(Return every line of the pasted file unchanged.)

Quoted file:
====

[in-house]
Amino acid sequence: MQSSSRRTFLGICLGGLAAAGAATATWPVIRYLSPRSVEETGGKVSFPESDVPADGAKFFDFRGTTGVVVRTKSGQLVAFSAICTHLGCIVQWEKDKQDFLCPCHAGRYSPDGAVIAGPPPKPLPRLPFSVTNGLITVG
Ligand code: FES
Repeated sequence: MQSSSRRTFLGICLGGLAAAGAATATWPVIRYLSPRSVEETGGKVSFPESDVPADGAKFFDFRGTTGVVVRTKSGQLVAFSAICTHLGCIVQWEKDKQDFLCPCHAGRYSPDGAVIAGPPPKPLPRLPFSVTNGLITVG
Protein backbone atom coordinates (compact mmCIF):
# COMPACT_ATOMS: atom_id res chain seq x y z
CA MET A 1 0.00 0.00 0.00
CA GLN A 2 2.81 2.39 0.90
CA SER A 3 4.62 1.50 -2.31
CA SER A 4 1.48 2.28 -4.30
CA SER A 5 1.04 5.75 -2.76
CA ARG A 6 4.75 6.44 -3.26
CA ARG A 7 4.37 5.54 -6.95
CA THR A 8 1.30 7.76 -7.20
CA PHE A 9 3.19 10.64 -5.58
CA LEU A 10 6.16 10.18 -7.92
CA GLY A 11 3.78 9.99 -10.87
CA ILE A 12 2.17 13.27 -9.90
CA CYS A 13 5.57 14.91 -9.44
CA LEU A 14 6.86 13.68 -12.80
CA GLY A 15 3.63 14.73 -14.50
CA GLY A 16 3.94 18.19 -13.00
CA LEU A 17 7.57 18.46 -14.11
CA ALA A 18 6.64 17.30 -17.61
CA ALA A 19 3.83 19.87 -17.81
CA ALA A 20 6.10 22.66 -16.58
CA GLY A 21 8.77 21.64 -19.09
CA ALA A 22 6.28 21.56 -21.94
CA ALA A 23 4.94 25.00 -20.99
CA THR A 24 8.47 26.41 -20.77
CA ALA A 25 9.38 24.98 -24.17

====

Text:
[in-house]
Amino acid sequence: MQSSSRRTFLGICLGGLAAAGAATATWPVIRYLSPRSVEETGGKVSFPESDVPADGAKFFDFRGTTGVVVRTKSGQLVAFSAICTHLGCIVQWEKDKQDFLCPCHAGRYSPDGAVIAGPPPKPLPRLPFSVTNGLITVG
Ligand code: FES
Repeated sequence: MQSSSRRTFLGICLGGLAAAGAATATWPVIRYLSPRSVEETGGKVSFPESDVPADGAKFFDFRGTTGVVVRTKSGQLVAFSAICTHLGCIVQWEKDKQDFLCPCHAGRYSPDGAVIAGPPPKPLPRLPFSVTNGLITVG
Protein backbone atom coordinates (compact mmCIF):
# COMPACT_ATOMS: atom_id res chain seq x y z
CA MET A 1 0.00 0.00 0.00
CA GLN A 2 2.81 2.39 0.90
CA SER A 3 4.62 1.50 -2.31
CA SER A 4 1.48 2.28 -4.30
CA SER A 5 1.04 5.75 -2.76
CA ARG A 6 4.75 6.44 -3.26
CA ARG A 7 4.37 5.54 -6.95
CA THR A 8 1.30 7.76 -7.20
CA PHE A 9 3.19 10.64 -5.58
CA LEU A 10 6.16 10.18 -7.92
CA GLY A 11 3.78 9.99 -10.87
CA ILE A 12 2.17 13.27 -9.90
CA CYS A 13 5.57 14.91 -9.44
CA LEU A 14 6.86 13.68 -12.80
CA GLY A 15 3.63 14.73 -14.50
CA GLY A 16 3.94 18.19 -13.00
CA LEU A 17 7.57 18.46 -14.11
CA ALA A 18 6.64 17.30 -17.61
CA ALA A 19 3.83 19.87 -17.81
CA ALA A 20 6.10 22.66 -16.58
CA GLY A 21 8.77 21.64 -19.09
CA ALA A 22 6.28 21.56 -21.94
CA ALA A 23 4.94 25.00 -20.99
CA THR A 24 8.47 26.41 -20.77
CA ALA A 25 9.38 24.98 -24.17